Monday, June 10th, 2024

GRACE BOWERS & FRIENDS

John Osborne, Lucie Silvas, Devon Gilfillian, Brittney Spencer, Meg McRee, Caroline Jones, The Cadillac Three, Jared James Nichols, Ben Chapman

$20.00 - $39.50 Get Tickets UPGRADE TO VIP
Doors: 6:00 PM / Show: 8:00 PM All Ages
GRACE BOWERS & FRIENDS

Event Info

Venue Information:
Brooklyn Bowl Nashville
925 3rd Avenue North
Nashville, Tennessee 37201
In July of 2023, Grace jumped in to help raise over $20,000 for Music Cares and the families affected by the Covenant shooting in Nashville,TN by creating a ?Grace Bowers and Friends? concert event. This year, the event will benefit Music Cares and Voices for a Safer TN. Voices for a Safer TN is a non-partisan statewide coalition dedicated to prioritizing firearm safety and advocating for common sense gun laws to make communities across TN safer for all of us. Special guests to be announced This event is open to all ages. A physical, valid government-issued photo ID is required to purchase and consume alcohol. Want to have the total VIP experience? Upgrade your ticket today by reserving a bowling lane or VIP Box by reaching out to nashvilleevents@brooklynbowl.com

In July of 2023, Grace jumped in to help raise over $20,000 for Music Cares and the families affected by the Covenant shooting in Nashville,TN by creating a ?Grace Bowers and Friends? concert event. This year, the event will benefit Music Cares and Voices for a Safer TN. Voices for a Safer TN is a non-partisan statewide coalition dedicated to prioritizing firearm safety and advocating for common sense gun laws to make communities across TN safer for all of us. This ticket is valid for standing room only, general admission. ADA accommodations are available day of show. All support acts are subject to change without notice. Any change in showtimes or other important information will be relayed to ticket-buyers via email. ALL SALES ARE FINAL Tickets purchased in person, subject to $3.00 processing charge (in addition to cc fee, if applicable). Sales Tax Included *Advertised times are for show times - check Brooklyn Bowl Nashville website for most up-to-date hours of operation*

Artist Info

Grace Bowers

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Grace Bowers was baptized by rock ‘n’ roll music. She cut her teeth on sweat soaked stages inside dive bars and found fellowship in the divine playing of B.B. King. She once studied six-string scripture – written by Slash and Leslie West – for hours a day, mastering her favorite riffs on a ‘61 cherry-finished Gibson SG.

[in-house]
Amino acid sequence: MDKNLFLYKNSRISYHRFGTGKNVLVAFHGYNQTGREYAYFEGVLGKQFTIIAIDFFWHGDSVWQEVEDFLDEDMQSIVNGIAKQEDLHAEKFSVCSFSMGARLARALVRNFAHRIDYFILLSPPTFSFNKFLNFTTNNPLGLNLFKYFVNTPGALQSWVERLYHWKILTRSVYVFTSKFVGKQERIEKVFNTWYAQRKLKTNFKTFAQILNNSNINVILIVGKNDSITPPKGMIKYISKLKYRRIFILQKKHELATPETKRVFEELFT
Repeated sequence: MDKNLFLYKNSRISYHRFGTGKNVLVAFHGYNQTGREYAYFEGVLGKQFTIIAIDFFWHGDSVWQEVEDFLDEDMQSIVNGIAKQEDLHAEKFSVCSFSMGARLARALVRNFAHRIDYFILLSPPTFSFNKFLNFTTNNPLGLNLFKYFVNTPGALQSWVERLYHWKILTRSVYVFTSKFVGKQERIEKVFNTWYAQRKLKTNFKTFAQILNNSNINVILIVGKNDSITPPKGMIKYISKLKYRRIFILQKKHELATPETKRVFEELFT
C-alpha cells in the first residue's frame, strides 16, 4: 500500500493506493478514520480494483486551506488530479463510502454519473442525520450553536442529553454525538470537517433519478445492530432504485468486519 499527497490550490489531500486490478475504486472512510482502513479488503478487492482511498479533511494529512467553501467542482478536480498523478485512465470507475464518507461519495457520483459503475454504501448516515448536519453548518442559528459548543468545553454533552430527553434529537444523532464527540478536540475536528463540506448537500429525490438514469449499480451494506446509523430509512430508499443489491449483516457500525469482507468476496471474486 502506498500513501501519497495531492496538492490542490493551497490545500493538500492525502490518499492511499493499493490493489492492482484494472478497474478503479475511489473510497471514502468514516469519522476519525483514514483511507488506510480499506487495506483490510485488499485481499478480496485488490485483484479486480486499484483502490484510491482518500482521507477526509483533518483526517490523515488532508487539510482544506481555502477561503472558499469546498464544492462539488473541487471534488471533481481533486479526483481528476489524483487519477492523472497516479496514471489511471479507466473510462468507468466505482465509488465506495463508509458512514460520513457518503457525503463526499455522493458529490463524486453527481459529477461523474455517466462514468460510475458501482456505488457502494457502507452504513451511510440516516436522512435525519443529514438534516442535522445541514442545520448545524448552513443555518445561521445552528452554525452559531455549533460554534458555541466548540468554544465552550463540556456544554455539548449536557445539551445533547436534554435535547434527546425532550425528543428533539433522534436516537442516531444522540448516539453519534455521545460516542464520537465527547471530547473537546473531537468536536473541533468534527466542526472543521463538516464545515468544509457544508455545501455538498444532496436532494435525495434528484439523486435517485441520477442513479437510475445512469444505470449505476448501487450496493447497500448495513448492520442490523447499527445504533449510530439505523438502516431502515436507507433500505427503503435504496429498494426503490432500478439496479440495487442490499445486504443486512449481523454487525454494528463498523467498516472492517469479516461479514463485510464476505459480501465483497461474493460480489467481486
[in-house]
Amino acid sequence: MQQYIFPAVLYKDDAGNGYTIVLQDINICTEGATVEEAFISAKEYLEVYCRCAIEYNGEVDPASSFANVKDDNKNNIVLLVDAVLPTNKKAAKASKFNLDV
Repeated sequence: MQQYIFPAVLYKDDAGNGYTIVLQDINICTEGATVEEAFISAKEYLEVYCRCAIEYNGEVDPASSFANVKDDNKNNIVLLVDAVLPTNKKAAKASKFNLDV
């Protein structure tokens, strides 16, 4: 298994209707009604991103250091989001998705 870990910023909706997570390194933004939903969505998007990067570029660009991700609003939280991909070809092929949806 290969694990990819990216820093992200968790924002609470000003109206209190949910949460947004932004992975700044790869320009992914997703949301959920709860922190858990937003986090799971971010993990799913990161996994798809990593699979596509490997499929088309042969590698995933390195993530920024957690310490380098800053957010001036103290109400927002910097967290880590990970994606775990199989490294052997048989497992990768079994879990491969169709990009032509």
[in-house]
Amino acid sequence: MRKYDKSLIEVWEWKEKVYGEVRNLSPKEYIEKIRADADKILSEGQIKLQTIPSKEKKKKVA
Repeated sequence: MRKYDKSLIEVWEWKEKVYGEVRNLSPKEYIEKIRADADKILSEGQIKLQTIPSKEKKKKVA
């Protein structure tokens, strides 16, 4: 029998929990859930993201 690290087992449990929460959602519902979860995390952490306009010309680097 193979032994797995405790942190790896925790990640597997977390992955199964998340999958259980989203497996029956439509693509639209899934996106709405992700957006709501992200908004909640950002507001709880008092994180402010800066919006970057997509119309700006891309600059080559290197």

As an up-and-comer in Nashville, Dolly Parton recruited her for a network television special and Tyler Childers requested that she join him on stage. She’s played with a who’s-who of three-chord storytellers and guitar-pickin’ torchbearers – Lainey Wilson, Christone “Kingfish” Ingram and Susan Tedeschi, to name a few.

And she’s not yet old enough to graduate high school. Phenom? Wunderkind? … Prodigy? No matter what label may be pinned to Bowers, she’s just a teenager who’s putting her faith in rock ‘n’ roll – one song at a time.

“[It’s] a cool thing,” Bowers said. “It blows people’s minds that I’m a 17-year-old girl, playing guitar. And as much as I hate being labeled as that, it’s true.”

But Bowers isn’t just a sought-after 17-year-old guitarist storming jam sessions with her Gibson and a gold-blonde mop of shoulder-length curls, of course. She’s a bandleader and songwriter preparing to leave her mark on some of the biggest stages in music. Her debut album, Wine On Venus produced by ace guitarist and songwriter John Osborne (of hitmaking country group Brothers Osborne) – hits turntables and streaming services later this year.

Listeners get a first taste of the album on lead single and standout number “Tell Me Why U Do That,” where Bowers and her band – affectionately called The Hodge Podge – deliver a throwback, feel-good tune that comes jam-packed with funk grooves, soul-inspired melodies and a stop-you-in-your-tracks guitar solo. It’s the type of song that dares listeners not to stand up and sing along.

Bowers co-wrote “Tell Me Why U Do That” alongside Osborne and his singer-songwriter wife Lucie Silvas, plus Nashville artist-songwriters Meg Mcree and Ben Chapman.

“I hope this is the one that gets stuck in people’s heads,” Bowers said, with a laugh.

“Tell Me Why U Do That” and the rest of Wine On Venus showcases Bowers’ journey from a teenager who livestreamed bedroom practice sessions on Reddit – sometimes to 20,000+ viewers, no less – to a bona fide album-maker with more than 200,000 followers on Instagram. She picked up the acoustic guitar as a nine-year-old obsessed with so-called “cheesy” hair metal videos. A few years later, her fandom progressed to blues music after she stumbled across B.B. King while shuffling through radio stations in her mom’s car. The proverbial floodgates opened, leading her to discover essential blues artists Mississippi John Hurt, T. Bone Walker and others.